Food Assistance Take-Up and Infant Health: Evidence from the Adoption of EBT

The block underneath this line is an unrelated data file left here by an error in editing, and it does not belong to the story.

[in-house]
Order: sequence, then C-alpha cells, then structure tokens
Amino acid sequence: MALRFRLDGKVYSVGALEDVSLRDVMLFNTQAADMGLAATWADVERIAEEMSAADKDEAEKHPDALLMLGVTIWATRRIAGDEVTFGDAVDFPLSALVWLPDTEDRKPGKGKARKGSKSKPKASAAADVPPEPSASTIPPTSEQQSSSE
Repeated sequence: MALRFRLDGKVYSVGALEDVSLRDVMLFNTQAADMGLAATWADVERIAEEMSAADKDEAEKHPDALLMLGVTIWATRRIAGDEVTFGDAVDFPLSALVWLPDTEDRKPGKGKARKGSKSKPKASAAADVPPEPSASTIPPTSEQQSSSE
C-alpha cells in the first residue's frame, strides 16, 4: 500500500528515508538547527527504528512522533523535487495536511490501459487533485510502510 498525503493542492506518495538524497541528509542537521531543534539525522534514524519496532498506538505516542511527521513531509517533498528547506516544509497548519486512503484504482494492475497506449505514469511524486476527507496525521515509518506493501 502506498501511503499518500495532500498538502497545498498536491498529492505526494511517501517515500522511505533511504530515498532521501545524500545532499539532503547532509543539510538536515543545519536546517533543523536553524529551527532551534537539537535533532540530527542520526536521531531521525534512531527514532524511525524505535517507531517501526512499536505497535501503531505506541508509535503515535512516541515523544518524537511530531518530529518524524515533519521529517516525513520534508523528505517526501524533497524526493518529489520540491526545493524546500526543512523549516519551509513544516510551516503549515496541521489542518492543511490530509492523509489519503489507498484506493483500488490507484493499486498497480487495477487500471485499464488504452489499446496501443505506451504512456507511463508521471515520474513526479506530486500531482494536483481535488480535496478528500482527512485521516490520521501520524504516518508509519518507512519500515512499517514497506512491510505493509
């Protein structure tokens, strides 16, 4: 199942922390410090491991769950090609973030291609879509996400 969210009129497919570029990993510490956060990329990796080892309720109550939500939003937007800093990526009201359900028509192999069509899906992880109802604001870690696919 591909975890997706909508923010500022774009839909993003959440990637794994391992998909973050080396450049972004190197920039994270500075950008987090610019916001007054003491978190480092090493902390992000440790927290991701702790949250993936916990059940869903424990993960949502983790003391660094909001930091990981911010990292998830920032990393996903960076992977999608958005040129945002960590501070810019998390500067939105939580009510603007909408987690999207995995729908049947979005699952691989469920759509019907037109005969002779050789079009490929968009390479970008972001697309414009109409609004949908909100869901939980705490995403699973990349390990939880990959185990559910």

More than 7 million individuals who were eligible for Supplemental Nutrition Assistance Program (SNAP) benefits in 2017 did not participate in the program. Incomplete takeup is common in many transfer programs, and may limit their effectiveness in reducing economic disparities. In this paper, I use a unique setting to shed light on the role that participation costs play in determining food assistance take-up, and to quantify the effects of increasing take-up on infant health at birth. I do this by studying a reform that made it easier to receive and use food assistance benefits in the US: the adoption of the Electronic Benefit Transfer (EBT) debit card for food stamp benefit disbursement. I estimate event study regressions using the county level rollout of EBT in California between 2002 and 2004 and find that EBT adoption led to a large and persistent increase in caseloads and applications for the program, as well as higher retailer participation in high poverty neighborhoods. I document that this rise in food stamp benefit take-up led to a meaningful increase in average birth weight for births most likely impacted by the policy, with effects concentrated in the bottom half of the birth weight distribution. These estimates provide new evidence that reducing the barriers to participation in food assistance programs can lead to potentially large gains in health for disadvantaged children.